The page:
Juniata also has refurbished the classic business incubator model to better suit its educational mission and to better serve a changing local and regional business community. "Most incubators have the goal to make money by recruiting businesses and taking a percentage of the enterprise's equity or by acting as a landlord," Hille explains. "Our goal is to break even on the incubator and create the opportunity for experiential learning and a lasting impact on the community."
"A business incubator would have been a great help for me when I was at Juniata," says David Decker '00, a Web developer at Carnegie Mellon University. Decker joined an Internet business called Liquid Binary in his senior year at the College. "Even if an enterprise fails, it teaches you a great deal. It would be great experience to go through the process of starting a company and have the opportunity to touch every part of the business."
The Sill Incubator will operate in three separate models: virtual, hotel and dedicated. The virtual incubator offers services to students and regional businesses using Web-based technology such as distance-learning business courses, marketing and business plan evaluations and student-led information technology consulting services. The hotel mode offers access to all incubator services, but offers no permanent physical space for the business. Enterprises can use the building on an as-needed basis, such as renting a conference room for a two-day meeting, renting an office and equipment for a week, or using incubator space to assemble and package a product. The dedicated incubator mode offers entrepreneurs permanent office, storage and assemblage space in the incubator facility and full access to all services of the incubator.
The incubator will be staffed by a director, a program manager and an administrative assistant, positions that initially will be funded in part by a $121,000 "Stay Invent the Future" Challenge Grant from the Pennsylvania Department of Community and Economic Development. The incubator also is expected to house offices for the director and business manager of the Huntingdon County Business and Industry (HCB&I) Office, as well as staff of the Small Business Development Institute at St. Francis University. Management personnel will be housed in the incubator's first floor. The rest of the first floor space will feature two conference rooms, computer operations, a copy and work area, a break room and bathroom facilities.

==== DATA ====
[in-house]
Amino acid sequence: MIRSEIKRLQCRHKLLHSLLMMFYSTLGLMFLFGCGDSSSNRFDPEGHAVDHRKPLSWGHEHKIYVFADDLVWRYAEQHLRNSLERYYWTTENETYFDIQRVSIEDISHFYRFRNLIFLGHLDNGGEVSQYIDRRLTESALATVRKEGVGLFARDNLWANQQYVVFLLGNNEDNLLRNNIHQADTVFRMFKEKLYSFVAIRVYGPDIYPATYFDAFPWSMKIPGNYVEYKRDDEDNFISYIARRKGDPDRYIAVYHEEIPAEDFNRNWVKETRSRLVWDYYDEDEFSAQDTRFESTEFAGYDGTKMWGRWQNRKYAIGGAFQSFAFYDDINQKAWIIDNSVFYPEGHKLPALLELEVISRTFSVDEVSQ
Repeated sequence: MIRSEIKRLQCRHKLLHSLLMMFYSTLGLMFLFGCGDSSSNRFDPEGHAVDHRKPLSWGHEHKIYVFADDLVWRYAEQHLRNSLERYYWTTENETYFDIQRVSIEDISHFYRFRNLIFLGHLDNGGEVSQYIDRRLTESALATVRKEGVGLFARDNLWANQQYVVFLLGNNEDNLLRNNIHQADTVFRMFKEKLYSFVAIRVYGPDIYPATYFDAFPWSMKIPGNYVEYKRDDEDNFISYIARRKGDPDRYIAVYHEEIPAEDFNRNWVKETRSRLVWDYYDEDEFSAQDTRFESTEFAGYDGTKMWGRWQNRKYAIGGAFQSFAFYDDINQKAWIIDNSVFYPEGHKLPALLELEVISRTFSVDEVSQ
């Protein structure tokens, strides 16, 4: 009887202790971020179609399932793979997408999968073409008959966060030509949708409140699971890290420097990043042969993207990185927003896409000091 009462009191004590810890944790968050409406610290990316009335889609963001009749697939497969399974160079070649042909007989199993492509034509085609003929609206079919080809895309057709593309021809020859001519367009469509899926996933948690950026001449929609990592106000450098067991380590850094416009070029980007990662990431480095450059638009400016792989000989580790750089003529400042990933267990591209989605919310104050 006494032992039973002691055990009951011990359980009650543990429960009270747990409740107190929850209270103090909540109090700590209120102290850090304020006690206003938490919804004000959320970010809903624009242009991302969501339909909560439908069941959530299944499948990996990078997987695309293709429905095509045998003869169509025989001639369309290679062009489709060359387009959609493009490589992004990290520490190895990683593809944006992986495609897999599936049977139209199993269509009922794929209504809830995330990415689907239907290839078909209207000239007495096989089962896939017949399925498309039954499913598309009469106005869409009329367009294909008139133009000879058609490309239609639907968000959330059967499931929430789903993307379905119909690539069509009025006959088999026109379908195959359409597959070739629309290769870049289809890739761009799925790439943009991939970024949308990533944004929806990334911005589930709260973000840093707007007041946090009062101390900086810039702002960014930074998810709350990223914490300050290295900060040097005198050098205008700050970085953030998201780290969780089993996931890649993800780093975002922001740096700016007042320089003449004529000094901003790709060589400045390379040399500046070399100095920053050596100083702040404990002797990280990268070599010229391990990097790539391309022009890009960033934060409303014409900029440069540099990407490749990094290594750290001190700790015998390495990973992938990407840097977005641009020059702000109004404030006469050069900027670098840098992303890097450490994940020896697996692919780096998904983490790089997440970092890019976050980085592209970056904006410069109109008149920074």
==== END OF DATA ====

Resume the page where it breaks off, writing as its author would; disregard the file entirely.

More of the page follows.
The second-floor space features six or more modular offices for incubator tenants as well as a large staging area that tenants can use for large-scale projects such as assembly or packaging. The offices and staging area can be used both by permanent tenants and on a temporary basis for firms in need of particular services or space.
The College also has signed a cooperative agreement with HCB&I, the Huntingdon-based economic development agency that recruits new businesses into Huntingdon County. The College will give the agency offices in the incubator and students and incubator tenants will have access to the agency's services, including tenants' use of a large industrial space if needed. "Every enterprise will have access to a wide range of services that can be used at the discretion of the business, but the incubator also features a variety of options that can be offered to a business as it expands," Hille says.
Donaldson says the incubator is open to any student or community member with an entrepreneurial idea. Juniata students must go through an approval process that includes writing a business plan, making a presentation to the incubator's board of directors, and applying for capital funds to start the venture. Juniata's Venture Capital Fund promises $5,000 for each student who has started a business individually or as part of a team. In addition, entrepreneurs can apply through the incubator for grants of $1,000 to $20,000 from the National Collegiate Inventors and Innovators Alliance, a national program sponsored by the Lemelson Foundation promoting invention and entrepreneurship among college students. The incubator also can help businesses secure funding from the Small Business Administration or other venture capital sources.
"The incubator and labs in entrepreneurship will really give us true-to-life experience," says Carli Dale '05, a sophomore from Cochranton, Pa. "I can't imagine a better way to learn."
Contact April Feagley at email@example.com or (814) 641-3131 for more information.